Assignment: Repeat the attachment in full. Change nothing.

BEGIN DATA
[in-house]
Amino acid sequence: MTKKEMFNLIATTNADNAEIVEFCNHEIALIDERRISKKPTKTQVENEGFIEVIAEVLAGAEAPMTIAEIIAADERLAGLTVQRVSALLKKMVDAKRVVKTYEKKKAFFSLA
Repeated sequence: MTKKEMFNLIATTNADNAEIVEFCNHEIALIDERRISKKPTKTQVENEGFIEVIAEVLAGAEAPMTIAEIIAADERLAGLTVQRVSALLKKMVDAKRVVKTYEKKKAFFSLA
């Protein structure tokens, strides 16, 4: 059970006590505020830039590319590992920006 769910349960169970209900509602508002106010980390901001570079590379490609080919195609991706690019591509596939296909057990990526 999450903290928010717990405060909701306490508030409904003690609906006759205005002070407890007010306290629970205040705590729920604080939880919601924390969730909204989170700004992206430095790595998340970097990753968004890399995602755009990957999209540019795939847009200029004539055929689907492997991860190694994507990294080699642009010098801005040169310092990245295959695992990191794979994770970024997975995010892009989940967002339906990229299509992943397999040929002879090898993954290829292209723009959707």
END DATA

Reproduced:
[in-house]
Amino acid sequence: MTKKEMFNLIATTNADNAEIVEFCNHEIALIDERRISKKPTKTQVENEGFIEVIAEVLAGAEAPMTIAEIIAADERLAGLTVQRVSALLKKMVDAKRVVKTYEKKKAFFSLA
Repeated sequence: MTKKEMFNLIATTNADNAEIVEFCNHEIALIDERRISKKPTKTQVENEGFIEVIAEVLAGAEAPMTIAEIIAADERLAGLTVQRVSALLKKMVDAKRVVKTYEKKKAFFSLA
């Protein structure tokens, strides 16, 4: 059970006590505020830039590319590992920006 769910349960169970209900509602508002106010980390901001570079590379490609080919195609991706690019591509596939296909057990990526 999450903290928010717990405060909701306490508030409904003690609906006759205005002070407890007010306290629970205040705590729920604080939880919601924390969730909204989170700004992206430095790595998340970097990753968004890399995602755009990957999209540019795939847009200029004539055929689907492997991860190694994507990294080699642009010098801005040169310092990245295959695992990191794979994770970024997975995010892009989940967002339906990229299509992943397999040929002879090898993954290829292209723009959707």